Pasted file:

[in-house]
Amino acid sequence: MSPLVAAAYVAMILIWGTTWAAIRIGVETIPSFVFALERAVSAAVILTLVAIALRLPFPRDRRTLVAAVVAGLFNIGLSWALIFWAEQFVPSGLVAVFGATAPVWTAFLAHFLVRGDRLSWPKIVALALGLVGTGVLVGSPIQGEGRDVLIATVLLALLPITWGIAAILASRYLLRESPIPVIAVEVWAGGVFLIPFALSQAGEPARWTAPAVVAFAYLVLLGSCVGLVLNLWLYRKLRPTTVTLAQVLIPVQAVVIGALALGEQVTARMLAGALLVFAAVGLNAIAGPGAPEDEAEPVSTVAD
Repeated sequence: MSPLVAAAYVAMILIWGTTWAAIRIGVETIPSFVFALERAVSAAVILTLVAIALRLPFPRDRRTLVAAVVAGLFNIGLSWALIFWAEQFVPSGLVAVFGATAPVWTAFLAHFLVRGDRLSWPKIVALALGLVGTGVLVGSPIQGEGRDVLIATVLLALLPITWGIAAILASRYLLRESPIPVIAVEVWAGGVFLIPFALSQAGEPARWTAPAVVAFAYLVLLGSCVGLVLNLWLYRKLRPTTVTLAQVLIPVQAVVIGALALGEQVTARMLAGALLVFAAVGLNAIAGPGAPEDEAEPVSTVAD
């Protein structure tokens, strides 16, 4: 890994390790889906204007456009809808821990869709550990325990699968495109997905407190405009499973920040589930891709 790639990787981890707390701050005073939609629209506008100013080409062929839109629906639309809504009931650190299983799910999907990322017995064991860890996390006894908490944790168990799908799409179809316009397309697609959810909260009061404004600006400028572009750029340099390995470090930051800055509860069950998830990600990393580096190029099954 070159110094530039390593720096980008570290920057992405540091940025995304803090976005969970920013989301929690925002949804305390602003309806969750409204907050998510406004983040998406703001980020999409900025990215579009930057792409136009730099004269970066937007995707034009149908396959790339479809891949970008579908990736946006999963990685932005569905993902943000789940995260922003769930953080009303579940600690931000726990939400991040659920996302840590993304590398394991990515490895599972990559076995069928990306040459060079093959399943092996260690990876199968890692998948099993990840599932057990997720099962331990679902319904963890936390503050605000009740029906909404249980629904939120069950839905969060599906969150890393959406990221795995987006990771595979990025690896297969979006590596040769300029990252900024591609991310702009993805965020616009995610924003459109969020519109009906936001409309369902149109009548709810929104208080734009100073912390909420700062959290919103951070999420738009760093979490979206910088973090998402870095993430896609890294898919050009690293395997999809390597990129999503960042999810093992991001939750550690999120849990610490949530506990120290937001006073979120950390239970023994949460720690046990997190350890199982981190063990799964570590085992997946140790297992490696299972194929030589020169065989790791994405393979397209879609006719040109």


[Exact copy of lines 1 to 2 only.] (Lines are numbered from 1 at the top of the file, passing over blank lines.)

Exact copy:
[in-house]
Amino acid sequence: MSPLVAAAYVAMILIWGTTWAAIRIGVETIPSFVFALERAVSAAVILTLVAIALRLPFPRDRRTLVAAVVAGLFNIGLSWALIFWAEQFVPSGLVAVFGATAPVWTAFLAHFLVRGDRLSWPKIVALALGLVGTGVLVGSPIQGEGRDVLIATVLLALLPITWGIAAILASRYLLRESPIPVIAVEVWAGGVFLIPFALSQAGEPARWTAPAVVAFAYLVLLGSCVGLVLNLWLYRKLRPTTVTLAQVLIPVQAVVIGALALGEQVTARMLAGALLVFAAVGLNAIAGPGAPEDEAEPVSTVAD